"We thank Council Members Kallos, Lander, Vacca and Rodriguez for introducing these important mapping transparency bills," says Paul Steely White, Executive Director of Transportation Alternatives. "Making more traffic data available to the public will make it possible for New Yorkers to develop new and better approaches to street safety, and that will bring the city closer to achieving Vision Zero, Mayor de Blasio's goal of eliminating traffic fatalities and serious injuries by 2024."

 

"No one knows a city better than the people who call it home," said Ken Podziba, President/CEO of the nonprofit education and advocacy group Bike New York. "Now New Yorkers will be able to share their knowledge and put it to work to make New York City the best it can be."

  

"City government's online maps need to enter the open data era. Tax dollars have paid for city map data on firehouses, schools, hospitals and police precincts, and that data should be free and easy for the public to use," said John Kaehny, Co-chair of the NYC Transparency Working Group and Executive Director of Reinvent Albany.

 

"Allowing the public to access the information behind New York City maps would enable the creation of better, more useful and more transparent maps. The transparent mapping legislation being introduced in the City Council will give rise to a safer and more effective New York City," said Bill Samuels, Founder of EffectiveNY.

 

"The New York City community has repeatedly asked for open geographical data. The Sunlight Foundation commends the New York City Council's commitment to listening to constituents' calls for information access by proactively releasing GIS data and underlying map data," said Emily Shaw, National Policy Manager for the Sunlight Foundation.

 

"The OpenMaps Bill and Open GIS bills will strengthen our open data law. They ensure citizens can be active participants in the planning of local developments and execution of public safety. These two bills will ensure New York city's Open Data law continues to be the gold standard. By releasing a complete spectrum of mapped public safety data, New York will single-handedly redefine how community policing and public safety data will work hand-in-hand for the 21st century.

 

“New York city is blessed with a rich heritage of cartographers and data collectors. Data geeks and history buffs share a passion for looking at a map and seeing data visualized. As the city has produced open data, more and more communities are using these maps to make local decisions. The adoption of these two bill will make New York city a mappers paradise.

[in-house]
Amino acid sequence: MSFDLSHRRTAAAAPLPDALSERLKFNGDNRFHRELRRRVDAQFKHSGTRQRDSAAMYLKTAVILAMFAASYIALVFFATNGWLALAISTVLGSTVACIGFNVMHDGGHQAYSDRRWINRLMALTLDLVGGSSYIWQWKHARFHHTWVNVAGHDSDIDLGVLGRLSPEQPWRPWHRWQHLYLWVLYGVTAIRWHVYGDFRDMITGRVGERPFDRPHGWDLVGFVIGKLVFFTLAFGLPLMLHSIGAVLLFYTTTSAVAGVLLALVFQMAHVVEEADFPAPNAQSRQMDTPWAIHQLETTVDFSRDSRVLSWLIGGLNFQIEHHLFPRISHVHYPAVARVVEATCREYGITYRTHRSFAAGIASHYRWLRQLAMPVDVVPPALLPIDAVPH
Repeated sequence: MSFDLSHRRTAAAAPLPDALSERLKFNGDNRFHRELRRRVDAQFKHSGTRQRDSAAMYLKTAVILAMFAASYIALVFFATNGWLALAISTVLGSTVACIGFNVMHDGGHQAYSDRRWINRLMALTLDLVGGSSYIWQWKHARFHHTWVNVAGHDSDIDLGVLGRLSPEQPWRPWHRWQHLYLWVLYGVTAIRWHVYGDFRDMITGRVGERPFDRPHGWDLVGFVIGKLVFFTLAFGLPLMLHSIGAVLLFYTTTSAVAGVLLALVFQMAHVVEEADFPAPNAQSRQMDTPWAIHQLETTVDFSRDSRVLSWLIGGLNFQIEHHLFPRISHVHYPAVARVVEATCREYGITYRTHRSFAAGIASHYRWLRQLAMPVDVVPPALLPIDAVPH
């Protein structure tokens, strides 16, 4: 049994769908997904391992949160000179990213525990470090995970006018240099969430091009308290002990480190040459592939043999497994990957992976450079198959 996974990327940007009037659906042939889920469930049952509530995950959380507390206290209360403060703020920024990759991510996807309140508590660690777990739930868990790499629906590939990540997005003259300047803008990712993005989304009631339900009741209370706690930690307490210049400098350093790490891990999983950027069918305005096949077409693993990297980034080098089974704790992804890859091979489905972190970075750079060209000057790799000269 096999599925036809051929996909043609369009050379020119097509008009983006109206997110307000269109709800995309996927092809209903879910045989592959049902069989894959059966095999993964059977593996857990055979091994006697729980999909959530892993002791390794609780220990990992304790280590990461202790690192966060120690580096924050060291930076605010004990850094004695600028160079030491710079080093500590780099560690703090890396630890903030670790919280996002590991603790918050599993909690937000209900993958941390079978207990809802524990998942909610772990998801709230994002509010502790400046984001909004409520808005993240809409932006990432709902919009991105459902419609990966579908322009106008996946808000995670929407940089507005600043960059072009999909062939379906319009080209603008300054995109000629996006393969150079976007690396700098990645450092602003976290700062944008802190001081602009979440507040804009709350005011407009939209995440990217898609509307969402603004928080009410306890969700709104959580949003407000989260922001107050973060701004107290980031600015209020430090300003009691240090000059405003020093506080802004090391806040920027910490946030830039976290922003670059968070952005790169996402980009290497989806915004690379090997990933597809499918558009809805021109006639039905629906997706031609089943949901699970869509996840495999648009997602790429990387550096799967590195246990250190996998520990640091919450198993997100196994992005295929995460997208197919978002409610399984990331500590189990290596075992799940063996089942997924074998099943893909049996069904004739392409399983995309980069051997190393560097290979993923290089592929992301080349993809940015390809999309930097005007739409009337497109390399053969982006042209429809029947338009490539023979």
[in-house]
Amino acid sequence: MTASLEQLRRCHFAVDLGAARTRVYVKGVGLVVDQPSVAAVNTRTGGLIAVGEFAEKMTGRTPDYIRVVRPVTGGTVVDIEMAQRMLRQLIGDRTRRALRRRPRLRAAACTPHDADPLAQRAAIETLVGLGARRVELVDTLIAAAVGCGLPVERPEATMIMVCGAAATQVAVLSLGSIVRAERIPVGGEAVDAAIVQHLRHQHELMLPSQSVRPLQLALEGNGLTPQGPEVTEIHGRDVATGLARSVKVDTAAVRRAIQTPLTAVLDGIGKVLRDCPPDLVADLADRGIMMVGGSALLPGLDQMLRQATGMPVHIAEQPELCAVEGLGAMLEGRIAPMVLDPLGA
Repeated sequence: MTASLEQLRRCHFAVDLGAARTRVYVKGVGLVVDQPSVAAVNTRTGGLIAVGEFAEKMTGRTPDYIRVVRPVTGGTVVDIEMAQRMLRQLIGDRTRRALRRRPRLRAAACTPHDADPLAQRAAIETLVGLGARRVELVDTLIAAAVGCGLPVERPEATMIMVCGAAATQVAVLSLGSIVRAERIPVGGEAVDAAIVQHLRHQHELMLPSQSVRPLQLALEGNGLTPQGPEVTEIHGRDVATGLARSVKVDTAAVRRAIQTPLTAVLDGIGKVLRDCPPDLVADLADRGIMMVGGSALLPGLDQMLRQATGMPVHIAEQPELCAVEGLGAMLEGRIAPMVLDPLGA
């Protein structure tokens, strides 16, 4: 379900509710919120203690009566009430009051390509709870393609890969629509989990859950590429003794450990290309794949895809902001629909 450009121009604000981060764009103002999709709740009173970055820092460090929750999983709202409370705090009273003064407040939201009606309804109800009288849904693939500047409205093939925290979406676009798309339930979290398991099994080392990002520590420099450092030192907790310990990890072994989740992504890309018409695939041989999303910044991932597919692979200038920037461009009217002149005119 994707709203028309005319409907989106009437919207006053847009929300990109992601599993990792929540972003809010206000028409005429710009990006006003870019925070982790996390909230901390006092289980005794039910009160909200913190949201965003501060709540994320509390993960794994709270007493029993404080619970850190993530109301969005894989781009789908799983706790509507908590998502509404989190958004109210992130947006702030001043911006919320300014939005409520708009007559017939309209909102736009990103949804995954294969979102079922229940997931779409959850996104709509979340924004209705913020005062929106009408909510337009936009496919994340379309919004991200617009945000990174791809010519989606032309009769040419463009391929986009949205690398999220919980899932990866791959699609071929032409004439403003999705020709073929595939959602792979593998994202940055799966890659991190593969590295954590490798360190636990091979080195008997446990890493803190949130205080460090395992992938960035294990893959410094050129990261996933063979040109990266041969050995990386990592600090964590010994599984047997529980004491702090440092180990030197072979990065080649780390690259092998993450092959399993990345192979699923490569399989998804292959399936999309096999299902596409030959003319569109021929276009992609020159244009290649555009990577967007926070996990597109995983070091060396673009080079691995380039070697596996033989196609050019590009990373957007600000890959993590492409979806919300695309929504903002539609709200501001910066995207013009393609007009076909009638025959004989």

“By passing the OpenMaps Bill, we solidify the city's open data law. This bill will ensure that the complicated nature of aligning all of the City's map points is not wastefully duplicated by the public. Together, public and private interests will build better maps than either one could build independently. 

 

“With the introduction of Open GIS, the Council pinpoints New York city government in the 21st century. With clear privacy protections, the Open GIS bill will ensure that New York city leads the way in open data and public safety. This bill would make New York city one of a handful of cities to releases a wide variety of public safety data with specific date, time, and location. Additionally, this bill would make New York city the first in the nation to release a complete picture of public safety data," said Noel Hidalgo, Executive Director of Beta NYC.

 

"Improving the types of geographical information available, and ensuring that developers and the public are better able to track collisions, will contribute to our City's collective goal of reaching Vision Zero. More specific information and ways of visualizing that information will contribute to a safer city for everyone, whether traveling by foot, bike, bus, or car," said A. Scott Falk, Chair of the Transportation Policy Committee for the Office of Council Member Ben Kallos.